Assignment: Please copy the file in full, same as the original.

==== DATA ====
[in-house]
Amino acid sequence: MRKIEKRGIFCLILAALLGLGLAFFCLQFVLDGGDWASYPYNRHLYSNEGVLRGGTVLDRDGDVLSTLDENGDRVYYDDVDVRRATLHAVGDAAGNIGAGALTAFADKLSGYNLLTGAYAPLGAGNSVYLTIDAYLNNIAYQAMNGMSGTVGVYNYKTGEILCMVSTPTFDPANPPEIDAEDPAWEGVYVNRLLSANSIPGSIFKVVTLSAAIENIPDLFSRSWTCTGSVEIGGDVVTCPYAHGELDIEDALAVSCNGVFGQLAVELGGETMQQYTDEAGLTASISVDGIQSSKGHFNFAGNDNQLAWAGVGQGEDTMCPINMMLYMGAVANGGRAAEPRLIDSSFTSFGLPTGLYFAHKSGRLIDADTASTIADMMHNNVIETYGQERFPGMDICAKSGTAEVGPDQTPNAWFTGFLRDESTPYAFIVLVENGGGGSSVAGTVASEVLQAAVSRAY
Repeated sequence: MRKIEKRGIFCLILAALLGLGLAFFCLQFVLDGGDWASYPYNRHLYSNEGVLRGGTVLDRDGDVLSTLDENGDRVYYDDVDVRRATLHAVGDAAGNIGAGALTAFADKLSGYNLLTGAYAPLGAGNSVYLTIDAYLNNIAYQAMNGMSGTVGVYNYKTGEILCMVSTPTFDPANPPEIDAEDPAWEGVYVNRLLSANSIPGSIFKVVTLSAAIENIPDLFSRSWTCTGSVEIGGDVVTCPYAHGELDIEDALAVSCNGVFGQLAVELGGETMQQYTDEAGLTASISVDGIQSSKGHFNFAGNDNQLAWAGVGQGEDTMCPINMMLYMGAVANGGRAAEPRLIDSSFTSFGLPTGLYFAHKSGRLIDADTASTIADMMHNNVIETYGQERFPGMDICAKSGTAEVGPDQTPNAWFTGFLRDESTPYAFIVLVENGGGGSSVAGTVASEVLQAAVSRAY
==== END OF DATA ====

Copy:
[in-house]
Amino acid sequence: MRKIEKRGIFCLILAALLGLGLAFFCLQFVLDGGDWASYPYNRHLYSNEGVLRGGTVLDRDGDVLSTLDENGDRVYYDDVDVRRATLHAVGDAAGNIGAGALTAFADKLSGYNLLTGAYAPLGAGNSVYLTIDAYLNNIAYQAMNGMSGTVGVYNYKTGEILCMVSTPTFDPANPPEIDAEDPAWEGVYVNRLLSANSIPGSIFKVVTLSAAIENIPDLFSRSWTCTGSVEIGGDVVTCPYAHGELDIEDALAVSCNGVFGQLAVELGGETMQQYTDEAGLTASISVDGIQSSKGHFNFAGNDNQLAWAGVGQGEDTMCPINMMLYMGAVANGGRAAEPRLIDSSFTSFGLPTGLYFAHKSGRLIDADTASTIADMMHNNVIETYGQERFPGMDICAKSGTAEVGPDQTPNAWFTGFLRDESTPYAFIVLVENGGGGSSVAGTVASEVLQAAVSRAY
Repeated sequence: MRKIEKRGIFCLILAALLGLGLAFFCLQFVLDGGDWASYPYNRHLYSNEGVLRGGTVLDRDGDVLSTLDENGDRVYYDDVDVRRATLHAVGDAAGNIGAGALTAFADKLSGYNLLTGAYAPLGAGNSVYLTIDAYLNNIAYQAMNGMSGTVGVYNYKTGEILCMVSTPTFDPANPPEIDAEDPAWEGVYVNRLLSANSIPGSIFKVVTLSAAIENIPDLFSRSWTCTGSVEIGGDVVTCPYAHGELDIEDALAVSCNGVFGQLAVELGGETMQQYTDEAGLTASISVDGIQSSKGHFNFAGNDNQLAWAGVGQGEDTMCPINMMLYMGAVANGGRAAEPRLIDSSFTSFGLPTGLYFAHKSGRLIDADTASTIADMMHNNVIETYGQERFPGMDICAKSGTAEVGPDQTPNAWFTGFLRDESTPYAFIVLVENGGGGSSVAGTVASEVLQAAVSRAY